In statistics, a metaanalysis combines the results of several studies that address a set of related research hypotheses. The first metaanalysis was performed by Karl Pearson in 1904, in an attempt to overcome the problem of reduced statistical power in studies with small sample sizes; analyzing the results from a group of studies can allow more accurate data analysis.
Although metaanalysis is widely used in evidencebased medicine today, a metaanalysis of a medical treatment was not published until 1955. In the 1970s, more sophisticated analytical techniques were introduced in educational research, starting with the work of Gene V. Glass, Frank L. Schmidt, and John E. Hunter.
The online Oxford English Dictionary lists the first usage of the term in the statistical sense as 1976 by Glass. The statistical theory surrounding metaanalysis was greatly advanced by the work of Larry V. Hedges, Ingram Olkin, John E. Hunter, and Frank L. Schmidt.
Because the results from different studies investigating different independent variables are measured on different scales, the dependent variable in a metaanalysis is some standard measure of effect size. To describe the results of comparative experiments the usual effect size indicator is the standardized mean difference (d) which is the standard score equivalent to the difference between means, or an odds ratio if the outcome of the experiments is a dichotomous variable (success versus failure). A metaanalysis can be performed on studies that describe their findings in correlation coefficients, as for example, studies of the familiar relationship of intelligence. In these cases, the correlation itself is the indicator of the effect size. Nor is the method restricted to situations in which one or more variables is properly referred to as "dependent." For example, a metaanalysis could be performed on a collection of studies each of which attempts to estimate the incidence of lefthandedness in various groups of people.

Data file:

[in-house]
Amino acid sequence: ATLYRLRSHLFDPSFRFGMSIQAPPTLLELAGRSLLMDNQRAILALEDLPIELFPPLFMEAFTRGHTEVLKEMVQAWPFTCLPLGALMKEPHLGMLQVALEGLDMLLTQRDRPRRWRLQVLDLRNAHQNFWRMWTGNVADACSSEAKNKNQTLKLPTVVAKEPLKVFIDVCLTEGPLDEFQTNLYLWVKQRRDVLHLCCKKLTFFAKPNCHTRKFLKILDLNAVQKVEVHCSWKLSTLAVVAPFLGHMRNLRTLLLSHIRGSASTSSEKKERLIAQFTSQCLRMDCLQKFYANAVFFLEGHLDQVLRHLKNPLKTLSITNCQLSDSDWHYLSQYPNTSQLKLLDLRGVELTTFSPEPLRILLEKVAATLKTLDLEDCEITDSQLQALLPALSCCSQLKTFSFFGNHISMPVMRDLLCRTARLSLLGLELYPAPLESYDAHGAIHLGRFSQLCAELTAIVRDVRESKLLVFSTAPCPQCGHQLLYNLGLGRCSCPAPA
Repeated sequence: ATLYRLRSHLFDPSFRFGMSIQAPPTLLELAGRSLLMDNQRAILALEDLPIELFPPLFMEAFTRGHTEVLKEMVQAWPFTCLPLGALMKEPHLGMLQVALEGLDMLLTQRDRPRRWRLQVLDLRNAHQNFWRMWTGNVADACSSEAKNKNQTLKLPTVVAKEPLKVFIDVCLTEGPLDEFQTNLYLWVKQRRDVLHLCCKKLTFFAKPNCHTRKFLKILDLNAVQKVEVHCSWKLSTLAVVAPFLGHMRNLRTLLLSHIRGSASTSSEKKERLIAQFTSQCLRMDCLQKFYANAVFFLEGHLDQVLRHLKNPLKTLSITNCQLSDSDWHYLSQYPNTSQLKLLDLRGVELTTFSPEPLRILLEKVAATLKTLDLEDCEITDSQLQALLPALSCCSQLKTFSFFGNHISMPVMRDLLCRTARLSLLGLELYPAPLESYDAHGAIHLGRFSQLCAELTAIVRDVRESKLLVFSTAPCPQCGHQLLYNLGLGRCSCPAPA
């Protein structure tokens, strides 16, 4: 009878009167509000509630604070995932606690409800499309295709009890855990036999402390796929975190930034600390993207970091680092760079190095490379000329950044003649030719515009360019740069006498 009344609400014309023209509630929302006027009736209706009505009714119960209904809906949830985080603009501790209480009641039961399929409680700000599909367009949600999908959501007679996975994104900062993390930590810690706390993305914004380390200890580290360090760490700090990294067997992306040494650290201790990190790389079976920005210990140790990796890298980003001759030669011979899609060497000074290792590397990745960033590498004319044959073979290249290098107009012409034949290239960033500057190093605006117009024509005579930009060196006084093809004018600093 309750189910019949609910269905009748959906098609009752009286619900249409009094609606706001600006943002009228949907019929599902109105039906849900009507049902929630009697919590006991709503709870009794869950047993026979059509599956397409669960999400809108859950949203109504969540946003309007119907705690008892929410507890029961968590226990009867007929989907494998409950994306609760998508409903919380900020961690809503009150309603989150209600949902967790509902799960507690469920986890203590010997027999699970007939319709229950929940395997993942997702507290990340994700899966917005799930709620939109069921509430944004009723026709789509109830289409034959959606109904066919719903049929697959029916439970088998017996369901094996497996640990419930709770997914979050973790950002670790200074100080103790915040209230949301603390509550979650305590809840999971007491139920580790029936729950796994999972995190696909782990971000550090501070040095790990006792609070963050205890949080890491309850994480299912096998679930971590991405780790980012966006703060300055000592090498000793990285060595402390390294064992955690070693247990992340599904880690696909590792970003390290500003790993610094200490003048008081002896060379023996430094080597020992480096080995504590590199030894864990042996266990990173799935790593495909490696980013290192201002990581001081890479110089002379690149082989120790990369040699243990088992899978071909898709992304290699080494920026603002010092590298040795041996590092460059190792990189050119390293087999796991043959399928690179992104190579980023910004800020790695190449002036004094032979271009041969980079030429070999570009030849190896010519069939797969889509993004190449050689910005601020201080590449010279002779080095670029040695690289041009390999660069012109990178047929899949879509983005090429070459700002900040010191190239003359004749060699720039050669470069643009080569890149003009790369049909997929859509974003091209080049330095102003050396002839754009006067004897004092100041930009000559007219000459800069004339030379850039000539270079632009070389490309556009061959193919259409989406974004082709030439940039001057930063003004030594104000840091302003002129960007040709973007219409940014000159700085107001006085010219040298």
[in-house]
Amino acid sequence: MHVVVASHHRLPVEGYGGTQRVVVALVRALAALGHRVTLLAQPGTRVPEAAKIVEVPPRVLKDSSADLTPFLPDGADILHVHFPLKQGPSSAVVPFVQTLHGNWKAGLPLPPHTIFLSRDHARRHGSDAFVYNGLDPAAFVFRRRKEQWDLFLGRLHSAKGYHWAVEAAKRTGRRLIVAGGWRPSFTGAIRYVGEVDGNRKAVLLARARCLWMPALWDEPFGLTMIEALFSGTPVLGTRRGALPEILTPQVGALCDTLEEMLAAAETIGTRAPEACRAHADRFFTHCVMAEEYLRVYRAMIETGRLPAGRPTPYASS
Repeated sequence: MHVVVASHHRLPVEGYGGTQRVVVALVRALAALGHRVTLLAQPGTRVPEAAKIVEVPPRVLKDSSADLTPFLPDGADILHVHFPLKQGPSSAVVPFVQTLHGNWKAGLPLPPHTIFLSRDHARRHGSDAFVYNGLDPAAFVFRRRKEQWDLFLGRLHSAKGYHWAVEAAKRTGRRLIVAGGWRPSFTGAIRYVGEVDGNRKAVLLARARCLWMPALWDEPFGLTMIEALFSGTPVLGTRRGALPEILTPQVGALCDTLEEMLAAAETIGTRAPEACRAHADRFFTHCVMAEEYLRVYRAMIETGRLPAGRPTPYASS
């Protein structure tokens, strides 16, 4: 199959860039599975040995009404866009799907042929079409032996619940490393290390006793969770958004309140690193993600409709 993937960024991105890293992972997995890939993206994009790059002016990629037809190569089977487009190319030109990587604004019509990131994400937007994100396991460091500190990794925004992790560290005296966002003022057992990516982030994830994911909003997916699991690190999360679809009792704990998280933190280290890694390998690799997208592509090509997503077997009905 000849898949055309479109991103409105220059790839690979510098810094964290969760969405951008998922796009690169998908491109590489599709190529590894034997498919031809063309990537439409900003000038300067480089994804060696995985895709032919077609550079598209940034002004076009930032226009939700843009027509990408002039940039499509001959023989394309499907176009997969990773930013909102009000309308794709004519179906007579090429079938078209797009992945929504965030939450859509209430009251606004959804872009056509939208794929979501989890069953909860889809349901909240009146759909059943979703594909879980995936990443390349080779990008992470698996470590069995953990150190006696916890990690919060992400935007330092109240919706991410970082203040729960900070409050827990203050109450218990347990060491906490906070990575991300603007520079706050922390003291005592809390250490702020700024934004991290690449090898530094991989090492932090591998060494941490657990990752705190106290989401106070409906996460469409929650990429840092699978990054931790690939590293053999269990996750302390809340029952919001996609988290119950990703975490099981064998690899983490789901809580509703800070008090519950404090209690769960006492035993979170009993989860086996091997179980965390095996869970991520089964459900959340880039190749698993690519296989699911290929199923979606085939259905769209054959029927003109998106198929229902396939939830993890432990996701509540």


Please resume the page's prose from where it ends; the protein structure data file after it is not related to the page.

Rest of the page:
Results from studies are combined using different approaches. One approach frequently used in metaanalysis in health care research is termed 'inverse variance method'. The average effect size across all studies is computed as a weighted mean, whereby the weights are equal to the inverse variance of each studies' effect estimator. Larger studies and studies with less random variation are given greater weight than smaller studies.
Modern metaanalysis does more than just combine the effect sizes of a set of studies. It tests if the studies' outcomes show more variation than the variation that is expected because of sampling different research participants. If that is the case, study characteristics such as measurement instrument used, population sampled, or aspects of the studies' design are coded. These characteristics are then used as predictor variables to analyze the excess variation in the effect sizes. Some methodological weaknesses in studies can be corrected statistically. For example, it is possible to correct effect sizes or correlations for the downward bias due to measurement error or restriction on score ranges.
A weakness of the method is that sources of bias are not controlled by the method. A good metaanalysis of badly designed studies will still result in bad statistics. Robert Slavin has argued that only methodologically sound studies should be included in a metaanalysis, a practice he calls 'best evidence metaanalysis'. Other metaanalysts would include weaker studies, and add a studylevel predictor variable that reflects the methodological quality of the studies to examine the effect of study quality on the effect size.
Note: This article is licensed under the GNU Free Documentation License. It uses material from the Wikipedia article "Metaanalysis".